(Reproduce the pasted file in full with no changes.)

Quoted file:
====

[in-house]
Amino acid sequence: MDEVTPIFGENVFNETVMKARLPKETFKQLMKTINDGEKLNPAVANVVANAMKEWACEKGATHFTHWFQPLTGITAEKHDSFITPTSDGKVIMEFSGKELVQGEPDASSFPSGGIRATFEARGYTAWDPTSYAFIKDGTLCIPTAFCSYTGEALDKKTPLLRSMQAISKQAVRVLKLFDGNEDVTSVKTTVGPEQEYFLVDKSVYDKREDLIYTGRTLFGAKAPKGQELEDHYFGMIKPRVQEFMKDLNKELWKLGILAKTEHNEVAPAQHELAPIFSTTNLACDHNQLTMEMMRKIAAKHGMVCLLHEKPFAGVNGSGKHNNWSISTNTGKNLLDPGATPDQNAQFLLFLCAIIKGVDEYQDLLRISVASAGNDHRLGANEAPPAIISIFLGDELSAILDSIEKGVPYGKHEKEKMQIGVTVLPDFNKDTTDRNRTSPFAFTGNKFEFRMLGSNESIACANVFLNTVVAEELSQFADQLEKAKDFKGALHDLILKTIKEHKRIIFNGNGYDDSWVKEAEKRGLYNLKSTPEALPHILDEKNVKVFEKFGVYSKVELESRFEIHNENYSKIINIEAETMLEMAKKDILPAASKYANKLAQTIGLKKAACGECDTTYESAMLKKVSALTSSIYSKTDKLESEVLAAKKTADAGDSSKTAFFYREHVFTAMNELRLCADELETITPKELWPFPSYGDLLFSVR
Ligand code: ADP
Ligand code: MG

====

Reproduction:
[in-house]
Amino acid sequence: MDEVTPIFGENVFNETVMKARLPKETFKQLMKTINDGEKLNPAVANVVANAMKEWACEKGATHFTHWFQPLTGITAEKHDSFITPTSDGKVIMEFSGKELVQGEPDASSFPSGGIRATFEARGYTAWDPTSYAFIKDGTLCIPTAFCSYTGEALDKKTPLLRSMQAISKQAVRVLKLFDGNEDVTSVKTTVGPEQEYFLVDKSVYDKREDLIYTGRTLFGAKAPKGQELEDHYFGMIKPRVQEFMKDLNKELWKLGILAKTEHNEVAPAQHELAPIFSTTNLACDHNQLTMEMMRKIAAKHGMVCLLHEKPFAGVNGSGKHNNWSISTNTGKNLLDPGATPDQNAQFLLFLCAIIKGVDEYQDLLRISVASAGNDHRLGANEAPPAIISIFLGDELSAILDSIEKGVPYGKHEKEKMQIGVTVLPDFNKDTTDRNRTSPFAFTGNKFEFRMLGSNESIACANVFLNTVVAEELSQFADQLEKAKDFKGALHDLILKTIKEHKRIIFNGNGYDDSWVKEAEKRGLYNLKSTPEALPHILDEKNVKVFEKFGVYSKVELESRFEIHNENYSKIINIEAETMLEMAKKDILPAASKYANKLAQTIGLKKAACGECDTTYESAMLKKVSALTSSIYSKTDKLESEVLAAKKTADAGDSSKTAFFYREHVFTAMNELRLCADELETITPKELWPFPSYGDLLFSVR
Ligand code: ADP
Ligand code: MG